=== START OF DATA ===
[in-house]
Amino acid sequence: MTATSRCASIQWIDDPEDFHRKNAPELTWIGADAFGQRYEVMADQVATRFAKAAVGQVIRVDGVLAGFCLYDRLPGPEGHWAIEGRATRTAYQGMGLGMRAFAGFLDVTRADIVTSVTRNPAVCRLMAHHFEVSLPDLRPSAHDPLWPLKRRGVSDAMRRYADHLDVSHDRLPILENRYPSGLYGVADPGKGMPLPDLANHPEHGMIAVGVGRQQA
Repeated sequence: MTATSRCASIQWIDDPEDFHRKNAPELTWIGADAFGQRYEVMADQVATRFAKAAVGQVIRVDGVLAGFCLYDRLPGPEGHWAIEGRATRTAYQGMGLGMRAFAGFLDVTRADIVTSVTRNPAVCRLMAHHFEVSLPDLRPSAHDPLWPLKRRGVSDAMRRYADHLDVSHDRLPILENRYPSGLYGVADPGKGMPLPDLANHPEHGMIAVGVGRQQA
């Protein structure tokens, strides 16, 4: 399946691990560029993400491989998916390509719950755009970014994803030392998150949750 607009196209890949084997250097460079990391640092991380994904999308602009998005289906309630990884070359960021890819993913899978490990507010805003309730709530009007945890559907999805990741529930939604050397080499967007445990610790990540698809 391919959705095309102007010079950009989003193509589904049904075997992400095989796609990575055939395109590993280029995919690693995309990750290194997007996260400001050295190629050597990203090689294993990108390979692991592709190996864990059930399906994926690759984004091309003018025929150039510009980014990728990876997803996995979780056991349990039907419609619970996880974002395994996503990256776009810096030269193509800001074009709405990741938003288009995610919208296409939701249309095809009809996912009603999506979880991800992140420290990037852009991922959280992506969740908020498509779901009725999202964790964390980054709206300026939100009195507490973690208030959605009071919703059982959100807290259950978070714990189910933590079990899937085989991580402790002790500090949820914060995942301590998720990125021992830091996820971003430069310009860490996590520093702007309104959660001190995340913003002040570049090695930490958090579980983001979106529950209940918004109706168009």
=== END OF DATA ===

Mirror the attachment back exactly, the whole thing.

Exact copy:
[in-house]
Amino acid sequence: MTATSRCASIQWIDDPEDFHRKNAPELTWIGADAFGQRYEVMADQVATRFAKAAVGQVIRVDGVLAGFCLYDRLPGPEGHWAIEGRATRTAYQGMGLGMRAFAGFLDVTRADIVTSVTRNPAVCRLMAHHFEVSLPDLRPSAHDPLWPLKRRGVSDAMRRYADHLDVSHDRLPILENRYPSGLYGVADPGKGMPLPDLANHPEHGMIAVGVGRQQA
Repeated sequence: MTATSRCASIQWIDDPEDFHRKNAPELTWIGADAFGQRYEVMADQVATRFAKAAVGQVIRVDGVLAGFCLYDRLPGPEGHWAIEGRATRTAYQGMGLGMRAFAGFLDVTRADIVTSVTRNPAVCRLMAHHFEVSLPDLRPSAHDPLWPLKRRGVSDAMRRYADHLDVSHDRLPILENRYPSGLYGVADPGKGMPLPDLANHPEHGMIAVGVGRQQA
């Protein structure tokens, strides 16, 4: 399946691990560029993400491989998916390509719950755009970014994803030392998150949750 607009196209890949084997250097460079990391640092991380994904999308602009998005289906309630990884070359960021890819993913899978490990507010805003309730709530009007945890559907999805990741529930939604050397080499967007445990610790990540698809 391919959705095309102007010079950009989003193509589904049904075997992400095989796609990575055939395109590993280029995919690693995309990750290194997007996260400001050295190629050597990203090689294993990108390979692991592709190996864990059930399906994926690759984004091309003018025929150039510009980014990728990876997803996995979780056991349990039907419609619970996880974002395994996503990256776009810096030269193509800001074009709405990741938003288009995610919208296409939701249309095809009809996912009603999506979880991800992140420290990037852009991922959280992506969740908020498509779901009725999202964790964390980054709206300026939100009195507490973690208030959605009071919703059982959100807290259950978070714990189910933590079990899937085989991580402790002790500090949820914060995942301590998720990125021992830091996820971003430069310009860490996590520093702007309104959660001190995340913003002040570049090695930490958090579980983001979106529950209940918004109706168009």